What are the Pros and Cons of Homeschool for High School?

Homeschooling involves teaching a child the necessary subject matter to meet graduation standards at home. There are both advantages and disadvantages of homeschool for high school students. The avoidance of negative influences, setting goals based on a child’s ability, and flexibility represent a few advantages. Added expense, additional responsibility, and lack of social interaction are a few of the negatives related to homeschool for high school students.

One advantage of homeschool for high school students is the avoidance of negative influences. Homeschooling can’t limit all interactions with negative influence, but it can cut down on peer pressure. This can limit the possibility of a high school student getting involved with drinking and drugs, or being the subject of bullying.

Choosing homeschool for high school students allows for goal setting based on an individual’s needs. High school aged students able to keep up with a more rigorous schedule may be able to complete school early. Those that need more focus on specific subject areas, such as math and science, can get the extra help they need.

Flexibility is another advantage of homeschool for high school students. Homeschooled students must adhere to basic study requirements to meet state schooling standards, but some flexibility exists in how information is taught. This can include taking field trips for hands-on learning experiences. Additional help in the form of tutors can also help provide additional instruction.


Among the disadvantages of homeschooling a high school student is the added expense. The costs of books, study supplies, and any independent study help must be considered. In addition, parents who choose to homeschool need to consider the amount of pay they are foregoing by not working, or working non-traditional jobs and hours.

Choosing to homeschool a high school student represents a substantial parental responsibility. The success of the student rests squarely on the parent’s shoulders. Preparing to homeschool a high school student also means understanding college entrance requirements and taking the responsibility for preparing the student academically and socially for a successful future.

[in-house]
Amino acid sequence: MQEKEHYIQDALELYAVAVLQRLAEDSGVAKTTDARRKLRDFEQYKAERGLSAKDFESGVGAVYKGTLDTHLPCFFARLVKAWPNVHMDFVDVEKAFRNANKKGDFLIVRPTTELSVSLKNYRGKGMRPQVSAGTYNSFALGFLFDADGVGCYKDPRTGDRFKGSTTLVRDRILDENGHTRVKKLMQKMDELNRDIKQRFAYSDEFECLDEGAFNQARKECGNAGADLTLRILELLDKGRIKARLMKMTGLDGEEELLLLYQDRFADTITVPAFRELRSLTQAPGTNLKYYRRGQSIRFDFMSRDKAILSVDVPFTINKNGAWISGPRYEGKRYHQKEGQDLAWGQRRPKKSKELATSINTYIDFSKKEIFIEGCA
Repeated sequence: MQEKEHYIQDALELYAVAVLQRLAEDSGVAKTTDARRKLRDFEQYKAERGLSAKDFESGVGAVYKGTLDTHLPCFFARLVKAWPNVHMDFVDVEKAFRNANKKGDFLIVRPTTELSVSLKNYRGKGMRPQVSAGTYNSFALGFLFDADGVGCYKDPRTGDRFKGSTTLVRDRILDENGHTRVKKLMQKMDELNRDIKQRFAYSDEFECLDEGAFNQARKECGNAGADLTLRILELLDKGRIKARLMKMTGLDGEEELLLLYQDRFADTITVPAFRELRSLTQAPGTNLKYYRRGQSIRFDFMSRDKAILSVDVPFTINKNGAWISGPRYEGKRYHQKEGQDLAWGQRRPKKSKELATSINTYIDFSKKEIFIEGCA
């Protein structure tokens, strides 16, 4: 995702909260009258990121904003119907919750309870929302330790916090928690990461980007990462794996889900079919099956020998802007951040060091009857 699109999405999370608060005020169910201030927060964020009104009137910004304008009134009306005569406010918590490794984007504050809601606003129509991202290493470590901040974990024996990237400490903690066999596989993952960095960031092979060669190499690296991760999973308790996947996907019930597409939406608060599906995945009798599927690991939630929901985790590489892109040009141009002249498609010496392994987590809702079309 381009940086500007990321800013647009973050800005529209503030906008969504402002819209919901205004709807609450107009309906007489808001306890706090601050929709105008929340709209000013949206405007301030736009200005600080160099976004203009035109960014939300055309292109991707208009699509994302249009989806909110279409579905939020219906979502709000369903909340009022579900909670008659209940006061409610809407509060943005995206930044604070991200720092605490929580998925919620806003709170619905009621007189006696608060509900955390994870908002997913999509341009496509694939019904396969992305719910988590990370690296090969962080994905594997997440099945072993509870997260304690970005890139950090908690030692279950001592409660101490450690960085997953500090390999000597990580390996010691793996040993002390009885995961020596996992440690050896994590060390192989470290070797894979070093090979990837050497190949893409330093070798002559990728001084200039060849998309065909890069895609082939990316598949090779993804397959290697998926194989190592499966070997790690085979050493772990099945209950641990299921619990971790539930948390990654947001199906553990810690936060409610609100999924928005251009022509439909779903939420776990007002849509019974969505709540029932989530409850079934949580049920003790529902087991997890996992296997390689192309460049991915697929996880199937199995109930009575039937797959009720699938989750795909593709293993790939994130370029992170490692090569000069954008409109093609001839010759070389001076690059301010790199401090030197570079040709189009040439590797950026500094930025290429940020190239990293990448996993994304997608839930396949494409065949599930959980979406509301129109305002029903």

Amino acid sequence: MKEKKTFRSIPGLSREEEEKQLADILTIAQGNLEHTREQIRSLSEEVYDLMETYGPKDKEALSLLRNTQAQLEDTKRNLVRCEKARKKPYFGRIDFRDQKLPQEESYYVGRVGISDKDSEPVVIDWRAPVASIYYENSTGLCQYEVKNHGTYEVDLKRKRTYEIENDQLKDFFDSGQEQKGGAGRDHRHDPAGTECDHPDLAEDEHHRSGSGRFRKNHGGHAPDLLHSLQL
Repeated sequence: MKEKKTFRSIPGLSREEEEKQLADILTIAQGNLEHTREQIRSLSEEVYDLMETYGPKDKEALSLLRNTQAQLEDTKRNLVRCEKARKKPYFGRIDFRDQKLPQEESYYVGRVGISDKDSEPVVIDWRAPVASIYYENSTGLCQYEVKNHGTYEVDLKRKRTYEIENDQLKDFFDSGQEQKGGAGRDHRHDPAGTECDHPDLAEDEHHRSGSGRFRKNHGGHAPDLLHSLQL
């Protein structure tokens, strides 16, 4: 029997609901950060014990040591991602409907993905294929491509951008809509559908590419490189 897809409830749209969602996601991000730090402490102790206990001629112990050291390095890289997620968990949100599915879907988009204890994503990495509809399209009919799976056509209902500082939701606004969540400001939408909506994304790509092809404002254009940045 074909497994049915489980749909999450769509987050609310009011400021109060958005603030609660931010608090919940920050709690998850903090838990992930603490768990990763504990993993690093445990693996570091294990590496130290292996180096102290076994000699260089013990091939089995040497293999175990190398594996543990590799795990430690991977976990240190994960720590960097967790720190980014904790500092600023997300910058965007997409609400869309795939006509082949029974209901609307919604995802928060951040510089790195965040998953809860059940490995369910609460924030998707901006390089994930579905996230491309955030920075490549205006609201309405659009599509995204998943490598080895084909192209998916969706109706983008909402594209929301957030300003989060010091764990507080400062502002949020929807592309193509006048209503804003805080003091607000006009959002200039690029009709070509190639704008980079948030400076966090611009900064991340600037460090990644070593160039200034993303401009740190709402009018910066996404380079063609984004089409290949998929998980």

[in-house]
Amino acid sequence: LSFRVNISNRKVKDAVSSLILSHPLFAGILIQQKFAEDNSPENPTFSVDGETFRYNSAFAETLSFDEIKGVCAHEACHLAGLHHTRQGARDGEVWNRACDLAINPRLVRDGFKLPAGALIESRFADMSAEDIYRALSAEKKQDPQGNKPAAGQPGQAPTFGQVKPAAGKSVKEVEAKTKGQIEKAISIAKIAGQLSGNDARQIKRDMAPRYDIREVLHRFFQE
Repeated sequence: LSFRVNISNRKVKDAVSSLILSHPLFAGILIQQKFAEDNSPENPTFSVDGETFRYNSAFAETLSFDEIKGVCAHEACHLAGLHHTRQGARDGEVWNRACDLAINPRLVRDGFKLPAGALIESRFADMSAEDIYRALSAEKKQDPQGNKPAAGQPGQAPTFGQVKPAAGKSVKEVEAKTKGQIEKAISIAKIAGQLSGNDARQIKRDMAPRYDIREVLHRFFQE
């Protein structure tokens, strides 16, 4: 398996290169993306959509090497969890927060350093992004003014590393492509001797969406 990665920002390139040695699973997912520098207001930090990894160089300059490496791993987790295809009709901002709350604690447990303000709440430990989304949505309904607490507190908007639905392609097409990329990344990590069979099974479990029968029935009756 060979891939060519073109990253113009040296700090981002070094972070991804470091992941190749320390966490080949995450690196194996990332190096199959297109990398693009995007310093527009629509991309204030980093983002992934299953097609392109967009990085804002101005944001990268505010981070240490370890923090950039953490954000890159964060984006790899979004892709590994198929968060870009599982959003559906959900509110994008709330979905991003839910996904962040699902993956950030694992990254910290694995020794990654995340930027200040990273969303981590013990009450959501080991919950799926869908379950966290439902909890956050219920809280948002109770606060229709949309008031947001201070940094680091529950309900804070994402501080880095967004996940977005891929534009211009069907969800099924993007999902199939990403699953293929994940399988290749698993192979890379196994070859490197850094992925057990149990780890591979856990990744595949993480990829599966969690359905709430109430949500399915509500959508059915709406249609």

Traditional high schools provide plenty of opportunity for involvement in extracurricular activities and social functions. Homeschooled high school students will need to interact with others their own age to develop social skills and make friends. This can be remedied by involving children in sports and other social activities, such as art classes or dance classes.

Homeschooling also requires that parents take other disadvantages into consideration. Without the traditional school support, students will be without scientific labs, gymnasiums, and other traditional school facilities. Parents may have to get creative in developing a plan of action for particular assignments and activities related to a hands-on curriculum.



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Post 3

My kids have always went to public schools so I can't really relate to the moms who have home-schooled. However, my brother-in-law and his wife are going through a really ugly divorce right now, especially regarding custody of their daughter.

Her mother has home-schooled her for the past four years. The daughter is now 16 years old. Once the divorce proceedings started and my brother-in-law's attorney started digging up information, they found some very shocking information. For the past year, his soon-to-be ex-wife had not turned in any paperwork that is necessary when you home-school your child.

The attorney brought the daughter in and talked to her. She said that her mother didn't do any schooling during the

last year and that her mother had asked her to lie for her. Needless to say, the ex-wife is in a lot of trouble but my niece lost a whole year of education. I think there should definitely be a better system of accountability for home-schooling. I am not saying that it is a bad thing but I don't know how her mother got away with doing nothing and nobody caught that.
Post 2

@medicchristy- I can understand your concerns for the social life that home-schooled kids might miss out on. However, I home-schooled both of my children and they excelled on their exit exams and are both in college now. Their grades are excellent and they are experiencing their socializing there.

What helped me was that, in our community, we started a group for moms who home-schooled their children. We met once a week, sometimes more. All of the kids got to know each other and they would hang out together. So they didn't really miss out on social experiences altogether. Our group was very beneficial to us, as moms, as well.

Post 1

I am kind of torn on homeschooling for high school students. My cousin's wife home-schooled her son through his whole education. I definitely commend her for having the knowledge and the patience to provide her son a proper education.

However, I feel as though her son has missed out on a lot. High school is a place where a lot of teenagers find themselves, so to speak. A teenager learns who they are and who they want to be during these years. I feel that they are missing out on social skills that a regular school could offer.

Also, there are experiences in a regular high school that are important. Teenagers need to see what other kids their

age are doing or not doing. They need to know that we don't live in a perfect world and everyone doesn't get along.

This is just my personal opinion. I talked to my cousin's wife about it and she was adamant that she was doing the right thing and I respect her decision.

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